Parameters:
  • auxname (str) – Name of the auxiliary to iterate over.
  • stop, step) ((start,) – Options for iterating over a slice of the auxiliary.
  • selected (lst | ndarray, optional) – List of steps to iterate over.
Yields:

AuxStep object

See also

iter_as_aux()

next()

Forward one step to next frame.

next_as_aux(auxname)

Move to the next timestep for which there is at least one step from the auxiliary auxname within the cutoff specified in auxname.

This allows progression through the trajectory without encountering NaN representative values (unless these are specifically part of the auxiliary data).

If the auxiliary cutoff is not set, where auxiliary steps are less frequent (auxiliary.dt > trajectory.dt), this allows progression at the auxiliary pace (rounded to nearest timestep); while if the auxiliary steps are more frequent, this will work the same as calling next().

See the Auxiliary API.

See also

iter_as_aux()

remove_auxiliary(auxname)

Clear data and close the AuxReader for the auxiliary auxname.

See also

add_auxiliary()

rename_aux(auxname, new)

Change the name of the auxiliary auxname to new.

Provided there is not already an auxiliary named new, the auxiliary name will be changed in ts.aux namespace, the trajectory’s list of added auxiliaries, and in the auxiliary reader itself.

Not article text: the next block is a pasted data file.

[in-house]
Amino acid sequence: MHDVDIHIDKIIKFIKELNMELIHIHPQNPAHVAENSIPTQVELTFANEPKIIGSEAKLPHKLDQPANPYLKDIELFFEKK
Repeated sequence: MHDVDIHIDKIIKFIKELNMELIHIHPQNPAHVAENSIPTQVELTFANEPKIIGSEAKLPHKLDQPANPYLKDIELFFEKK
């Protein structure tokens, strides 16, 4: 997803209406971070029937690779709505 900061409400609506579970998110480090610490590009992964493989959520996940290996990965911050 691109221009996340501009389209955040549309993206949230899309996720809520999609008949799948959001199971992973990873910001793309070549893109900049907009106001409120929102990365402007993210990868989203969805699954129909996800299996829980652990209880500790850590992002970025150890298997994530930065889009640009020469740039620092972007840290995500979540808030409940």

Parameters:
  • auxname (str) – Name of the auxiliary to rename
  • new (str) – New name to try set
Raises:

ValueError – If the name new is already in use by an existing auxiliary.

rewind()

Position at beginning of trajectory

set_array(coordinate_array, order=’fac’)[source]

Set underlying array in desired column order.

Parameters:
  • coordinate_array (ndarray object) – The underlying array of coordinates
  • order ({"afc", "acf", "caf", "fac", "fca", "cfa"} (optional)) – the order/shape of the return data array, corresponding to (a)tom, (f)rame, (c)oordinates all six combinations of ‘a’, ‘f’, ‘c’ are allowed ie “fac” - return array where the shape is (frame, number of atoms, coordinates).